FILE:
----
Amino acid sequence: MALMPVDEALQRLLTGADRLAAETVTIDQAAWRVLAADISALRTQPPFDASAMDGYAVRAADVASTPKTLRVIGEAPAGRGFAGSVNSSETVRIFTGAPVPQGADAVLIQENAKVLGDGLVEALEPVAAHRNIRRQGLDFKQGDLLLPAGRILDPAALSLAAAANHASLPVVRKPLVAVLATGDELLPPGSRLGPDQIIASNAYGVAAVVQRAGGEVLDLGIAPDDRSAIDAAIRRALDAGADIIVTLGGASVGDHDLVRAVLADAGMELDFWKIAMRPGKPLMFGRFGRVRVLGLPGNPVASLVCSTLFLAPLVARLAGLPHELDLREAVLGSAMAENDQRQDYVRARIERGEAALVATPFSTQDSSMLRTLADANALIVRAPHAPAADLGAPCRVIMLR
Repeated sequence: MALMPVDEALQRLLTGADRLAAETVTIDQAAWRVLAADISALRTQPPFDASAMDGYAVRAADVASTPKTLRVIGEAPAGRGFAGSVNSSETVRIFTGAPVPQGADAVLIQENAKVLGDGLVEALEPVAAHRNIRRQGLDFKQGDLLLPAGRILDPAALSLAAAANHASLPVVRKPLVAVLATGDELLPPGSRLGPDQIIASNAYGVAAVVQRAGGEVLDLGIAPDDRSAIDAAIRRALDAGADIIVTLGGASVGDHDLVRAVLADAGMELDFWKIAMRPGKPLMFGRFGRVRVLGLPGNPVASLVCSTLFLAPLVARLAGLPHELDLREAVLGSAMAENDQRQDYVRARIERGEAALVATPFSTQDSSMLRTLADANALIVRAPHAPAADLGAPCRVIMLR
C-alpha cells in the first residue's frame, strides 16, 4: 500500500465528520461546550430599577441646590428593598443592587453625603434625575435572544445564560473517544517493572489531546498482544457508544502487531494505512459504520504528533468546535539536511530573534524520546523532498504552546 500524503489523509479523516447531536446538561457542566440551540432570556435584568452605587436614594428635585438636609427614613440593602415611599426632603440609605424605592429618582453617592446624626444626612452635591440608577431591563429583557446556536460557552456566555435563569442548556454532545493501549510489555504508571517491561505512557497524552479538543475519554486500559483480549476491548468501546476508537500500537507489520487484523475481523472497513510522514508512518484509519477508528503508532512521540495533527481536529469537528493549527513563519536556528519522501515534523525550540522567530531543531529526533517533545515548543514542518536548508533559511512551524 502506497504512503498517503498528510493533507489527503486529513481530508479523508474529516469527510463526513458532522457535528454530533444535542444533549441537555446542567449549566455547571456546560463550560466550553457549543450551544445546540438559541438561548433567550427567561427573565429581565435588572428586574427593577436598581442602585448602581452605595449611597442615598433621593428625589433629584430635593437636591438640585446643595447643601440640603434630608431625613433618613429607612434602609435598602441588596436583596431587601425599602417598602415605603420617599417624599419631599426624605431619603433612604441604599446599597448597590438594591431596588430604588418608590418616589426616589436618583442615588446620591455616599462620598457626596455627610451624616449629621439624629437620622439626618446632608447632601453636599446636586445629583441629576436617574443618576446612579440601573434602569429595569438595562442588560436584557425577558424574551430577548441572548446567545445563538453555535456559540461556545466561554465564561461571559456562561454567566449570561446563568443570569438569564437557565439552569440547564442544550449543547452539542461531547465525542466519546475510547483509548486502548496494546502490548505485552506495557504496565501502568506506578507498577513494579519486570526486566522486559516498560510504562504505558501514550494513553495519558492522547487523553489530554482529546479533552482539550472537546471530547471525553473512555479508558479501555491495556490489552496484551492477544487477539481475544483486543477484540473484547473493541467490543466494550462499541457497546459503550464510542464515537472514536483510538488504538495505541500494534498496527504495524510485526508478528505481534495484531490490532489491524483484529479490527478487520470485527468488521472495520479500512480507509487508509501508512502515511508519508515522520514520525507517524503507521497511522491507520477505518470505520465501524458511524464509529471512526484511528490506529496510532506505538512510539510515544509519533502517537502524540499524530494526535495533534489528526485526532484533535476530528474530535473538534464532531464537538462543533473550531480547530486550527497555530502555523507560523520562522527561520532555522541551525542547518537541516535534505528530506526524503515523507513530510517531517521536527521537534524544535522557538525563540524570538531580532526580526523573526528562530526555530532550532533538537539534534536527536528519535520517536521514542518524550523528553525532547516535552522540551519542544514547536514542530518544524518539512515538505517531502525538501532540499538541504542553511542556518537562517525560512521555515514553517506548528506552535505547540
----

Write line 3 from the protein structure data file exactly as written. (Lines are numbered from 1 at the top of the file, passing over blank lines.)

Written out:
C-alpha cells in the first residue's frame, strides 16, 4: 500500500465528520461546550430599577441646590428593598443592587453625603434625575435572544445564560473517544517493572489531546498482544457508544502487531494505512459504520504528533468546535539536511530573534524520546523532498504552546 500524503489523509479523516447531536446538561457542566440551540432570556435584568452605587436614594428635585438636609427614613440593602415611599426632603440609605424605592429618582453617592446624626444626612452635591440608577431591563429583557446556536460557552456566555435563569442548556454532545493501549510489555504508571517491561505512557497524552479538543475519554486500559483480549476491548468501546476508537500500537507489520487484523475481523472497513510522514508512518484509519477508528503508532512521540495533527481536529469537528493549527513563519536556528519522501515534523525550540522567530531543531529526533517533545515548543514542518536548508533559511512551524 502506497504512503498517503498528510493533507489527503486529513481530508479523508474529516469527510463526513458532522457535528454530533444535542444533549441537555446542567449549566455547571456546560463550560466550553457549543450551544445546540438559541438561548433567550427567561427573565429581565435588572428586574427593577436598581442602585448602581452605595449611597442615598433621593428625589433629584430635593437636591438640585446643595447643601440640603434630608431625613433618613429607612434602609435598602441588596436583596431587601425599602417598602415605603420617599417624599419631599426624605431619603433612604441604599446599597448597590438594591431596588430604588418608590418616589426616589436618583442615588446620591455616599462620598457626596455627610451624616449629621439624629437620622439626618446632608447632601453636599446636586445629583441629576436617574443618576446612579440601573434602569429595569438595562442588560436584557425577558424574551430577548441572548446567545445563538453555535456559540461556545466561554465564561461571559456562561454567566449570561446563568443570569438569564437557565439552569440547564442544550449543547452539542461531547465525542466519546475510547483509548486502548496494546502490548505485552506495557504496565501502568506506578507498577513494579519486570526486566522486559516498560510504562504505558501514550494513553495519558492522547487523553489530554482529546479533552482539550472537546471530547471525553473512555479508558479501555491495556490489552496484551492477544487477539481475544483486543477484540473484547473493541467490543466494550462499541457497546459503550464510542464515537472514536483510538488504538495505541500494534498496527504495524510485526508478528505481534495484531490490532489491524483484529479490527478487520470485527468488521472495520479500512480507509487508509501508512502515511508519508515522520514520525507517524503507521497511522491507520477505518470505520465501524458511524464509529471512526484511528490506529496510532506505538512510539510515544509519533502517537502524540499524530494526535495533534489528526485526532484533535476530528474530535473538534464532531464537538462543533473550531480547530486550527497555530502555523507560523520562522527561520532555522541551525542547518537541516535534505528530506526524503515523507513530510517531517521536527521537534524544535522557538525563540524570538531580532526580526523573526528562530526555530532550532533538537539534534536527536528519535520517536521514542518524550523528553525532547516535552522540551519542544514547536514542530518544524518539512515538505517531502525538501532540499538541504542553511542556518537562517525560512521555515514553517506548528506552535505547540